The vast majority of young children in the United States are using mobile devices and for much longer periods of time, with an even greater number of babies being exposed to the smartphones and tablets that have become a bigger part of family life, according to a survey.
Seven out of 10 children younger than 8 have used a mobile device, a figure that has doubled in two years, according to a report to be released Monday by Common Sense Media.
Those children are spending triple the time on mobile devices — about 15 minutes daily — that they did in 2011, with playing games, using educational apps and watching videos among their most popular activities, said the San Francisco-based child advocacy group.
Four out of 10 children younger than 2 are also using mobile devices, a jump from one in 10 two years ago.
The findings come amid increased concern over the time children spend online as families snap up gadgets, game consoles and computers. The American Academy of Pediatrics (AAP) has advised parents to limit their children’s time in front of screens, which it says may lead to attention problems, exposure to inappropriate content and obesity.
A big business has emerged out of selling apps and devices for children as young as newborns, promising educational and entertainment benefits that some public Internet advocates say are misleading.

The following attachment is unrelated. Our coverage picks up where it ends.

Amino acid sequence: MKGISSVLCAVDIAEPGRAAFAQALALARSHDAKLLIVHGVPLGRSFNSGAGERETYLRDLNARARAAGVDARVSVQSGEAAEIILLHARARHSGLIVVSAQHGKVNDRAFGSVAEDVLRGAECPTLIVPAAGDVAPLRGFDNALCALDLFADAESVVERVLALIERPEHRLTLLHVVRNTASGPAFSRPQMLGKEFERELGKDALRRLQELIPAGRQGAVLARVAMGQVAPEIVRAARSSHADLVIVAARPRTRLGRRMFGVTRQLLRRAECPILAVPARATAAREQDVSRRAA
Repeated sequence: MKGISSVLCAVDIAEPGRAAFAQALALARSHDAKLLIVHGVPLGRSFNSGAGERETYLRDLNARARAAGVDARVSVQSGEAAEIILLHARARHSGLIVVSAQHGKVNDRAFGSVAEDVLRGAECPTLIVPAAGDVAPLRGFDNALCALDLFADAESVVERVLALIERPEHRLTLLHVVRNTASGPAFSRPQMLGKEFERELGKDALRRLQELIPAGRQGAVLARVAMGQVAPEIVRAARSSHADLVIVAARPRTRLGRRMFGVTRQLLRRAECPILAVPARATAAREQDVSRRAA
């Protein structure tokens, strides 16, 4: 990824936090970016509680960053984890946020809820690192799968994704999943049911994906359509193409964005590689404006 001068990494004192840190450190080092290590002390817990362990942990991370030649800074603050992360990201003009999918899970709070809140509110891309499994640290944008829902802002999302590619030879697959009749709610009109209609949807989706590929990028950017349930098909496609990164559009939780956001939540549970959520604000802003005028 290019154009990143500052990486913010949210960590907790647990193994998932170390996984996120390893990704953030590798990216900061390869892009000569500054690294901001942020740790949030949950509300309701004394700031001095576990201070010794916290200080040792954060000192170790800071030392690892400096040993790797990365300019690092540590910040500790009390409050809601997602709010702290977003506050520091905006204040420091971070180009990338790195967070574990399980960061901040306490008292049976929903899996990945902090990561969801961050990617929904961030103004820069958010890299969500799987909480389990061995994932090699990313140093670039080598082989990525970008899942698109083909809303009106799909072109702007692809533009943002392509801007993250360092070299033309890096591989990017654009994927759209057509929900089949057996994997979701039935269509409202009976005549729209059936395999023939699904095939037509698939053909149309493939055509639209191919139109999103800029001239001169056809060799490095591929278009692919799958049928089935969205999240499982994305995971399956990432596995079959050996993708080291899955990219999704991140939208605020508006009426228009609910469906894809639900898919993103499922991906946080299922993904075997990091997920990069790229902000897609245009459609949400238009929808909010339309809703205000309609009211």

The federal government created privacy rules for children 12 and younger, but some critics say regulators and tech companies need to do more to protect young users from predators, mature content and a glut of advertising. The AAP suggests children younger than 2 avoid any media use, and authors of its media policy say there is not enough research to support companies’ claims that smartphones and tablets can educate babies.
“This shows for the first time the development of a true digerati generation from cradle onward,” said James Steyer, chief executive of Common Sense Media . “Used wisely, technology blended with good content can be a positive form of media, probably better than passive TV viewing. But there are still dangers of too much screen time, and this should be a wake-up call to the tech industry and to parents.”
The national survey of 1,463 parents found that television viewing continues to take up most of the time that children spend with media.
Six out of 10 children watch TV every day, compared with 17 percent of children who use a mobile device daily. The number of children using mobile devices daily doubled from 8 percent two years ago. And 28 percent of children use a mobile device each week.
The growth in mobile-device purchases in U.S. homes has put such technology increasingly in the hands of children. Three-quarters of every U.S. home has a mobile device, compared with about half of homes two years ago.
That has made smartphone and tablet use a greater part of the family experience. By the time children enter elementary school, the vast majority have used mobile devices. Eight out of 10 5-to-8-year-olds use mobile devices, compared with five out of 10 children two years ago.
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